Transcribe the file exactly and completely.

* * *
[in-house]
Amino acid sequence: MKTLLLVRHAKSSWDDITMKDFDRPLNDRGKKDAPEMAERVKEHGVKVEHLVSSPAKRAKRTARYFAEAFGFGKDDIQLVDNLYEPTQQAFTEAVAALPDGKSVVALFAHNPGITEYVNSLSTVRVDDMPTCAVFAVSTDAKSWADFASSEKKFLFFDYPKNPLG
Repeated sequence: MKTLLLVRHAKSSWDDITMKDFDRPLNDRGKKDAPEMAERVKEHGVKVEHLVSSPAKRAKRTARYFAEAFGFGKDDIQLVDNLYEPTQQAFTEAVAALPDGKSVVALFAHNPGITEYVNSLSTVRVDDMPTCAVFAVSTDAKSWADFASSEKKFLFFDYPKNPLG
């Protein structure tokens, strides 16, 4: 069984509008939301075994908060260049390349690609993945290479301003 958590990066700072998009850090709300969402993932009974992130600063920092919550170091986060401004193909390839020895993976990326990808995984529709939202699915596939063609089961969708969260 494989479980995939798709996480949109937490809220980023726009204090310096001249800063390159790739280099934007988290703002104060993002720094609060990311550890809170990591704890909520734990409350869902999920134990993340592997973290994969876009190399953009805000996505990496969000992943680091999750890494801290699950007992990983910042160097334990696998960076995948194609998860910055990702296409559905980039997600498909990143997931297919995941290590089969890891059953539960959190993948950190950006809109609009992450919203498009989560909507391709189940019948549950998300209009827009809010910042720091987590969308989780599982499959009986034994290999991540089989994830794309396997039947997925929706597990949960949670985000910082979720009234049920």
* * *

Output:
[in-house]
Amino acid sequence: MKTLLLVRHAKSSWDDITMKDFDRPLNDRGKKDAPEMAERVKEHGVKVEHLVSSPAKRAKRTARYFAEAFGFGKDDIQLVDNLYEPTQQAFTEAVAALPDGKSVVALFAHNPGITEYVNSLSTVRVDDMPTCAVFAVSTDAKSWADFASSEKKFLFFDYPKNPLG
Repeated sequence: MKTLLLVRHAKSSWDDITMKDFDRPLNDRGKKDAPEMAERVKEHGVKVEHLVSSPAKRAKRTARYFAEAFGFGKDDIQLVDNLYEPTQQAFTEAVAALPDGKSVVALFAHNPGITEYVNSLSTVRVDDMPTCAVFAVSTDAKSWADFASSEKKFLFFDYPKNPLG
């Protein structure tokens, strides 16, 4: 069984509008939301075994908060260049390349690609993945290479301003 958590990066700072998009850090709300969402993932009974992130600063920092919550170091986060401004193909390839020895993976990326990808995984529709939202699915596939063609089961969708969260 494989479980995939798709996480949109937490809220980023726009204090310096001249800063390159790739280099934007988290703002104060993002720094609060990311550890809170990591704890909520734990409350869902999920134990993340592997973290994969876009190399953009805000996505990496969000992943680091999750890494801290699950007992990983910042160097334990696998960076995948194609998860910055990702296409559905980039997600498909990143997931297919995941290590089969890891059953539960959190993948950190950006809109609009992450919203498009989560909507391709189940019948549950998300209009827009809010910042720091987590969308989780599982499959009986034994290999991540089989994830794309396997039947997925929706597990949960949670985000910082979720009234049920």